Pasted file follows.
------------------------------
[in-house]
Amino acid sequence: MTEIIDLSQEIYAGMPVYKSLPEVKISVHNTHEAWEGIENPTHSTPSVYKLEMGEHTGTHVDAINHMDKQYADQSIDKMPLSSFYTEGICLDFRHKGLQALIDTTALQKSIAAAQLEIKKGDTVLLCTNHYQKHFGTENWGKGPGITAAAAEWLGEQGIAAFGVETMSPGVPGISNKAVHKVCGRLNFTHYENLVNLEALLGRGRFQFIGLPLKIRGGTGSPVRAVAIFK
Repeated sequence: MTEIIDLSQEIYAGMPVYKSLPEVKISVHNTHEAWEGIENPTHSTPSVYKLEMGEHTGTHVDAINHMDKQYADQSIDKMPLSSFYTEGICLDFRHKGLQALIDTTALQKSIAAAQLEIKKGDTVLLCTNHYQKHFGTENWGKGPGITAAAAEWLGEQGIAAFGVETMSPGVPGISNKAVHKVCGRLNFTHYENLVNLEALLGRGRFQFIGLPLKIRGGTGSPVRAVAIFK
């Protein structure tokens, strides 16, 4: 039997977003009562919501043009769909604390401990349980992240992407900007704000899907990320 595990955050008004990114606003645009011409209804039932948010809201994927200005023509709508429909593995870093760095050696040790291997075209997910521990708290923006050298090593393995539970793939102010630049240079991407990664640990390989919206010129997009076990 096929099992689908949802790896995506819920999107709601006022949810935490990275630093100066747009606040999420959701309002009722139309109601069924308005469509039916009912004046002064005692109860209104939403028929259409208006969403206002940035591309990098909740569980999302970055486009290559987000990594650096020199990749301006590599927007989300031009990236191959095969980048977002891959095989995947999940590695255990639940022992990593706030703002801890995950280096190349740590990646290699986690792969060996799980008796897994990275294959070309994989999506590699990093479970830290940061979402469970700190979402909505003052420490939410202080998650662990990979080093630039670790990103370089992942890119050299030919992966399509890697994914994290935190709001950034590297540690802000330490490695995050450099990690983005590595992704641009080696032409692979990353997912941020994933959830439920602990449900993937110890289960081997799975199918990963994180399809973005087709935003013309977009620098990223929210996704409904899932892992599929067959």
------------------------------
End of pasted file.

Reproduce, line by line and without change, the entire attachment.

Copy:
[in-house]
Amino acid sequence: MTEIIDLSQEIYAGMPVYKSLPEVKISVHNTHEAWEGIENPTHSTPSVYKLEMGEHTGTHVDAINHMDKQYADQSIDKMPLSSFYTEGICLDFRHKGLQALIDTTALQKSIAAAQLEIKKGDTVLLCTNHYQKHFGTENWGKGPGITAAAAEWLGEQGIAAFGVETMSPGVPGISNKAVHKVCGRLNFTHYENLVNLEALLGRGRFQFIGLPLKIRGGTGSPVRAVAIFK
Repeated sequence: MTEIIDLSQEIYAGMPVYKSLPEVKISVHNTHEAWEGIENPTHSTPSVYKLEMGEHTGTHVDAINHMDKQYADQSIDKMPLSSFYTEGICLDFRHKGLQALIDTTALQKSIAAAQLEIKKGDTVLLCTNHYQKHFGTENWGKGPGITAAAAEWLGEQGIAAFGVETMSPGVPGISNKAVHKVCGRLNFTHYENLVNLEALLGRGRFQFIGLPLKIRGGTGSPVRAVAIFK
């Protein structure tokens, strides 16, 4: 039997977003009562919501043009769909604390401990349980992240992407900007704000899907990320 595990955050008004990114606003645009011409209804039932948010809201994927200005023509709508429909593995870093760095050696040790291997075209997910521990708290923006050298090593393995539970793939102010630049240079991407990664640990390989919206010129997009076990 096929099992689908949802790896995506819920999107709601006022949810935490990275630093100066747009606040999420959701309002009722139309109601069924308005469509039916009912004046002064005692109860209104939403028929259409208006969403206002940035591309990098909740569980999302970055486009290559987000990594650096020199990749301006590599927007989300031009990236191959095969980048977002891959095989995947999940590695255990639940022992990593706030703002801890995950280096190349740590990646290699986690792969060996799980008796897994990275294959070309994989999506590699990093479970830290940061979402469970700190979402909505003052420490939410202080998650662990990979080093630039670790990103370089992942890119050299030919992966399509890697994914994290935190709001950034590297540690802000330490490695995050450099990690983005590595992704641009080696032409692979990353997912941020994933959830439920602990449900993937110890289960081997799975199918990963994180399809973005087709935003013309977009620098990223929210996704409904899932892992599929067959």